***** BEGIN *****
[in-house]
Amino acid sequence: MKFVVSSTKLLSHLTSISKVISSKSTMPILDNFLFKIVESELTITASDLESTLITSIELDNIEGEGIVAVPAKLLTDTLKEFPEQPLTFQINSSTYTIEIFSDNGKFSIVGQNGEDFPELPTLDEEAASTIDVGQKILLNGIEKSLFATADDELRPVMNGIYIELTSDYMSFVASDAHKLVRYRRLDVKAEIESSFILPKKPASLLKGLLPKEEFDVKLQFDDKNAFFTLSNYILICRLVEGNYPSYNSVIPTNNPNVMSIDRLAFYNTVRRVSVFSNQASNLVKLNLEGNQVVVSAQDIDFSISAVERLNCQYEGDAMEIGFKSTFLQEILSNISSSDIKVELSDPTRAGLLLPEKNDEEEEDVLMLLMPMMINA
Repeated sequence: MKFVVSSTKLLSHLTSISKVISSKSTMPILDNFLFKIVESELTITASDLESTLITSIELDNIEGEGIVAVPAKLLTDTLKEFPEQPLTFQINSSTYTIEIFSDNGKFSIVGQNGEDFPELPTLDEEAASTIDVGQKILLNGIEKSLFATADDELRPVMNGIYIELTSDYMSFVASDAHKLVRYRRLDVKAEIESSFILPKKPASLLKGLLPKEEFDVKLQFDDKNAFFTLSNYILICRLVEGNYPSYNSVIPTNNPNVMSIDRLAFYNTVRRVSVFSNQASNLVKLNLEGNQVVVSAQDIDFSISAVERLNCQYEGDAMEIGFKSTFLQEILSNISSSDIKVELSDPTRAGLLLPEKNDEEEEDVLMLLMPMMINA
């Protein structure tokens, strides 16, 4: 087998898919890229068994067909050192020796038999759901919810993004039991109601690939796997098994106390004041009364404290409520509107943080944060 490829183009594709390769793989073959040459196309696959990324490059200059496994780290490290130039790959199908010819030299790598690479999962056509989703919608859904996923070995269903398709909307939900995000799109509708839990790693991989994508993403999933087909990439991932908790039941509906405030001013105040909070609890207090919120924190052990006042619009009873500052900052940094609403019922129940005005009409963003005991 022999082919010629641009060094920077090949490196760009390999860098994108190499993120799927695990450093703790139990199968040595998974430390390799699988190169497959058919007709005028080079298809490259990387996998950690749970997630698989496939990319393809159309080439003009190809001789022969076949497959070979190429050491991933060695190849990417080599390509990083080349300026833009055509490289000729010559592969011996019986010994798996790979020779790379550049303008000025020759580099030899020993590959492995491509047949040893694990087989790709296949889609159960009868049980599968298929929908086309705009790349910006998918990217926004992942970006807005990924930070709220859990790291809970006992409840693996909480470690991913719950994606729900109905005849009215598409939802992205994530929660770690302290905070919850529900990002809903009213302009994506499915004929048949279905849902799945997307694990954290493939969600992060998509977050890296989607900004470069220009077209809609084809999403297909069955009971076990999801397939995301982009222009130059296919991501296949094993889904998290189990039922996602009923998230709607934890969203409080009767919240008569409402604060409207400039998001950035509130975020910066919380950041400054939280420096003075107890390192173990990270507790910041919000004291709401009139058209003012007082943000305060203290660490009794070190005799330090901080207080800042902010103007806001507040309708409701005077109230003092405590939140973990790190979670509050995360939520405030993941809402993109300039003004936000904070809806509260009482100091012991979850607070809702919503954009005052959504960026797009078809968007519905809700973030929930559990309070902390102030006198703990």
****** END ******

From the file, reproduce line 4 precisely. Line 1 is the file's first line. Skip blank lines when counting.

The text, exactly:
């Protein structure tokens, strides 16, 4: 087998898919890229068994067909050192020796038999759901919810993004039991109601690939796997098994106390004041009364404290409520509107943080944060 490829183009594709390769793989073959040459196309696959990324490059200059496994780290490290130039790959199908010819030299790598690479999962056509989703919608859904996923070995269903398709909307939900995000799109509708839990790693991989994508993403999933087909990439991932908790039941509906405030001013105040909070609890207090919120924190052990006042619009009873500052900052940094609403019922129940005005009409963003005991 022999082919010629641009060094920077090949490196760009390999860098994108190499993120799927695990450093703790139990199968040595998974430390390799699988190169497959058919007709005028080079298809490259990387996998950690749970997630698989496939990319393809159309080439003009190809001789022969076949497959070979190429050491991933060695190849990417080599390509990083080349300026833009055509490289000729010559592969011996019986010994798996790979020779790379550049303008000025020759580099030899020993590959492995491509047949040893694990087989790709296949889609159960009868049980599968298929929908086309705009790349910006998918990217926004992942970006807005990924930070709220859990790291809970006992409840693996909480470690991913719950994606729900109905005849009215598409939802992205994530929660770690302290905070919850529900990002809903009213302009994506499915004929048949279905849902799945997307694990954290493939969600992060998509977050890296989607900004470069220009077209809609084809999403297909069955009971076990999801397939995301982009222009130059296919991501296949094993889904998290189990039922996602009923998230709607934890969203409080009767919240008569409402604060409207400039998001950035509130975020910066919380950041400054939280420096003075107890390192173990990270507790910041919000004291709401009139058209003012007082943000305060203290660490009794070190005799330090901080207080800042902010103007806001507040309708409701005077109230003092405590939140973990790190979670509050995360939520405030993941809402993109300039003004936000904070809806509260009482100091012991979850607070809702919503954009005052959504960026797009078809968007519905809700973030929930559990309070902390102030006198703990």